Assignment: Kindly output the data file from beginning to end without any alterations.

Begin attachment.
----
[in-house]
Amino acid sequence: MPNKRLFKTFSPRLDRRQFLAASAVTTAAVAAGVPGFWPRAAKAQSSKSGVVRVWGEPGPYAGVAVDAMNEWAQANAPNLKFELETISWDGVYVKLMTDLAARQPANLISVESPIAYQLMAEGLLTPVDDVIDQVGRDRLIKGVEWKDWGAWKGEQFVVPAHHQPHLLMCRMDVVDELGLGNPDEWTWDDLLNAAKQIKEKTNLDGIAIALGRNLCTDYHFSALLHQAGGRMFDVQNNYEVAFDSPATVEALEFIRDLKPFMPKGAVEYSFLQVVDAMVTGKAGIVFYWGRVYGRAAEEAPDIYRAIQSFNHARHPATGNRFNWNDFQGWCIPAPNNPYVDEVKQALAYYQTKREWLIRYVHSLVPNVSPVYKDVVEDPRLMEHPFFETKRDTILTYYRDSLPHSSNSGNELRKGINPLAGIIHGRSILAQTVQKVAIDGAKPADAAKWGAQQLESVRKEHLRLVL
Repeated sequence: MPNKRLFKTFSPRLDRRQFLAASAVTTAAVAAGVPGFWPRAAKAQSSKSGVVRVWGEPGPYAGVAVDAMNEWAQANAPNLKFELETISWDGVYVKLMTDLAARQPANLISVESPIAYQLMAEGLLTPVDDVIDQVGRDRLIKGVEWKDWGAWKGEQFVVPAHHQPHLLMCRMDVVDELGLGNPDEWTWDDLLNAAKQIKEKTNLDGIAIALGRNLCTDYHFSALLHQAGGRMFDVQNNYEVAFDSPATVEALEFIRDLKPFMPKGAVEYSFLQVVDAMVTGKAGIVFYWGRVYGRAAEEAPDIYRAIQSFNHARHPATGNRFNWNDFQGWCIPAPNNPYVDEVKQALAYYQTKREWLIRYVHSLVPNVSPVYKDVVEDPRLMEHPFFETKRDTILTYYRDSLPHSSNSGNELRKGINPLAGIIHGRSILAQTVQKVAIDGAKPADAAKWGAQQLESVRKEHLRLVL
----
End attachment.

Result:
[in-house]
Amino acid sequence: MPNKRLFKTFSPRLDRRQFLAASAVTTAAVAAGVPGFWPRAAKAQSSKSGVVRVWGEPGPYAGVAVDAMNEWAQANAPNLKFELETISWDGVYVKLMTDLAARQPANLISVESPIAYQLMAEGLLTPVDDVIDQVGRDRLIKGVEWKDWGAWKGEQFVVPAHHQPHLLMCRMDVVDELGLGNPDEWTWDDLLNAAKQIKEKTNLDGIAIALGRNLCTDYHFSALLHQAGGRMFDVQNNYEVAFDSPATVEALEFIRDLKPFMPKGAVEYSFLQVVDAMVTGKAGIVFYWGRVYGRAAEEAPDIYRAIQSFNHARHPATGNRFNWNDFQGWCIPAPNNPYVDEVKQALAYYQTKREWLIRYVHSLVPNVSPVYKDVVEDPRLMEHPFFETKRDTILTYYRDSLPHSSNSGNELRKGINPLAGIIHGRSILAQTVQKVAIDGAKPADAAKWGAQQLESVRKEHLRLVL
Repeated sequence: MPNKRLFKTFSPRLDRRQFLAASAVTTAAVAAGVPGFWPRAAKAQSSKSGVVRVWGEPGPYAGVAVDAMNEWAQANAPNLKFELETISWDGVYVKLMTDLAARQPANLISVESPIAYQLMAEGLLTPVDDVIDQVGRDRLIKGVEWKDWGAWKGEQFVVPAHHQPHLLMCRMDVVDELGLGNPDEWTWDDLLNAAKQIKEKTNLDGIAIALGRNLCTDYHFSALLHQAGGRMFDVQNNYEVAFDSPATVEALEFIRDLKPFMPKGAVEYSFLQVVDAMVTGKAGIVFYWGRVYGRAAEEAPDIYRAIQSFNHARHPATGNRFNWNDFQGWCIPAPNNPYVDEVKQALAYYQTKREWLIRYVHSLVPNVSPVYKDVVEDPRLMEHPFFETKRDTILTYYRDSLPHSSNSGNELRKGINPLAGIIHGRSILAQTVQKVAIDGAKPADAAKWGAQQLESVRKEHLRLVL